Stockholm, Sweden – Members of the Somali community complained that the authorities’ information about the spread of coronavirus (COVID-19) was insufficient and came too late. To rectify this, materials in 15 languages are now being distributed.

The city of Stockholm has reported a rise in COVID-19 cases, noting that residents of so-called vulnerable areas are over-represented among the newly-infected.


At least six of the 15 who died from the coronavirus have a Somali background, national broadcaster SVT reported.

At the same time, a spread of the infection was reported in the Järva area, which includes the districts of Kista-Rinkeby and Tensta. Up to 90 percent of the population of these communities have an immigrant background, and they feature in Sweden’s list of vulnerable areas. A local doctor suggested to the Expressen newspaper that the virus could have spread several weeks ago, during the Friday prayer at a local mosque.

“When [coronavirus] spread to Sweden, there was not so much information in Somali, and many continued living as usual,” doctor Jihan Mohamed, board member of the Swedish Somali Medical Association, told SVT.

Mohamed suggested crowded conditions as one of the explanations to the over-representation of COVID-19 cases among fellow Somalis.

“Many live in crammed quarters there. Several generations can live in the same apartment,” Mohamed suggested.

She also believed that cultural aspects may have played a role in the spread of the disease.

“In Somali culture, it is important to socialise, support and visit each other, especially if someone is ill,” she said.

Somali imam Hussein Farah of Rinkeby’s Islamic Cultural Centre suggested that the authorities’ information on coronavirus in languages other than Swedish was insufficient and came too late. Mohamed Nuur, chairman of the Social Democrats in Tensta, called the lack of information “heartbreaking”.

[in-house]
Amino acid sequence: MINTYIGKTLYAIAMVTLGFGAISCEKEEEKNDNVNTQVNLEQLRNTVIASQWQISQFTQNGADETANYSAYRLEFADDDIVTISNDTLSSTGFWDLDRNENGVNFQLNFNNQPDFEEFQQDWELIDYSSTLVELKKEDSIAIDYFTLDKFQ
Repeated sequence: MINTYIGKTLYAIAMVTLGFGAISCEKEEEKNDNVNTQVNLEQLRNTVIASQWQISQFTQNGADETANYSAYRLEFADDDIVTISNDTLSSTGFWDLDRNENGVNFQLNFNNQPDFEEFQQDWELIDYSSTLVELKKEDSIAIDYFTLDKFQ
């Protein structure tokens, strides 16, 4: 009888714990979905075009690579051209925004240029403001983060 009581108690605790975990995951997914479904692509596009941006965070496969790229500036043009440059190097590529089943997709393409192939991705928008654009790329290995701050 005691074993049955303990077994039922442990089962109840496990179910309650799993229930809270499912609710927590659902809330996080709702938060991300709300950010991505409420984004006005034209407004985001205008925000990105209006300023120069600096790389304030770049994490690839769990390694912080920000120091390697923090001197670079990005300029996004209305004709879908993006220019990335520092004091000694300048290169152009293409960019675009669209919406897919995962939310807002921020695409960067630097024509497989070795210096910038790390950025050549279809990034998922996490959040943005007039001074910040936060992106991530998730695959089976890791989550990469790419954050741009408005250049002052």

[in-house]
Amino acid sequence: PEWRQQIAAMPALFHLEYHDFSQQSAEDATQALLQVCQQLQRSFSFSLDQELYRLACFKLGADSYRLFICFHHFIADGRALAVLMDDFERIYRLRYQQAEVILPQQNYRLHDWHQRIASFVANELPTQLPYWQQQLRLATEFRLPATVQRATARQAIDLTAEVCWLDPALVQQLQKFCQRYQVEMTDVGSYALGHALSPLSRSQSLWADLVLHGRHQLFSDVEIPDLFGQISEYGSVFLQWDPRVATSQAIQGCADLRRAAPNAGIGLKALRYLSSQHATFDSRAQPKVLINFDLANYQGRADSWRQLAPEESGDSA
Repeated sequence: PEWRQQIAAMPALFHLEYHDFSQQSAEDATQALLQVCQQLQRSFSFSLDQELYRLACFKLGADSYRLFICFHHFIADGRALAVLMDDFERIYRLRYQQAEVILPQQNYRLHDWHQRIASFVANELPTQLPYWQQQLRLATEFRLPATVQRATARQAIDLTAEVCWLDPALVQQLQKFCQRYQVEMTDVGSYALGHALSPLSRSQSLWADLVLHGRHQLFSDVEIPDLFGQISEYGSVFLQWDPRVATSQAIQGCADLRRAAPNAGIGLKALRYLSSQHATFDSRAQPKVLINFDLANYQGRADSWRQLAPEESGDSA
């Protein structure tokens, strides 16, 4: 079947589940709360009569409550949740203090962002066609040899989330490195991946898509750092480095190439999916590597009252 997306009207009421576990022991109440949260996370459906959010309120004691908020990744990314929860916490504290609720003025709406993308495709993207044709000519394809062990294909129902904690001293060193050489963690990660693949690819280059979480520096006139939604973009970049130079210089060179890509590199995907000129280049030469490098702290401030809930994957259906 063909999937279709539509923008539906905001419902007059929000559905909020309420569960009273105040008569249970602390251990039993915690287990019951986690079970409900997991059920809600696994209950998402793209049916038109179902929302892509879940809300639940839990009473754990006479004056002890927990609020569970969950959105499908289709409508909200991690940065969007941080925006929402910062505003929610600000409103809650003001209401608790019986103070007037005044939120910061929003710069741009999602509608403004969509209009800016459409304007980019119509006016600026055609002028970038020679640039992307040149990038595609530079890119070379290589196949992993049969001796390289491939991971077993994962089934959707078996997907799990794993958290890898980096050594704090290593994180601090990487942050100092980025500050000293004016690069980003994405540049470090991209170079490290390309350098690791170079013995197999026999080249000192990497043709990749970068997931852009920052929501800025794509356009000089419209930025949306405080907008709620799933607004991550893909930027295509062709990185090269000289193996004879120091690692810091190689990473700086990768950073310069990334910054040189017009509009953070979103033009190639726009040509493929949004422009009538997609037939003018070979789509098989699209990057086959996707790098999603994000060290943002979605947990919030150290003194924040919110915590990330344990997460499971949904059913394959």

Amid the spread of the coronavirus in the blighted areas, the authorities are at pains to distribute information material in 15 languages, including Somali. Residents are reminded about the importance of social distancing and staying at home.

To better reach to the growing migrant community, national broadcaster SVT has started texting their news broadcasts in Arabic. SVT cited “the great need for information due to the coronavirus epidemic”.

Several other media, including Expressen, also produced Arabic and Somali material to accommodate non-Swedish readers.

Sweden’s Arab-speaking community has by some estimates grown to become the country’s largest, surpassing the speakers of Finnish at some point after the 2015 migrant crisis, when 163,000 asylum seekers from predominantly Arab-speaking nations entered the country.

Sweden’s Somali diaspora has been rising since the 1990s, bolstered by refugees from the Somali Civil War. Today, it is estimated at over 60,000, with over half of them retaining their Somali citizenship as well. Their vast presence earned Rinkeby the colloquial nickname “Little Mogadishu”.

According to official statistics, Sweden had a total of 2,272 confirmed cases of COVID-19. The average age of the infected was 54, with men constituting 54 percent.

Stockholm, Sweden

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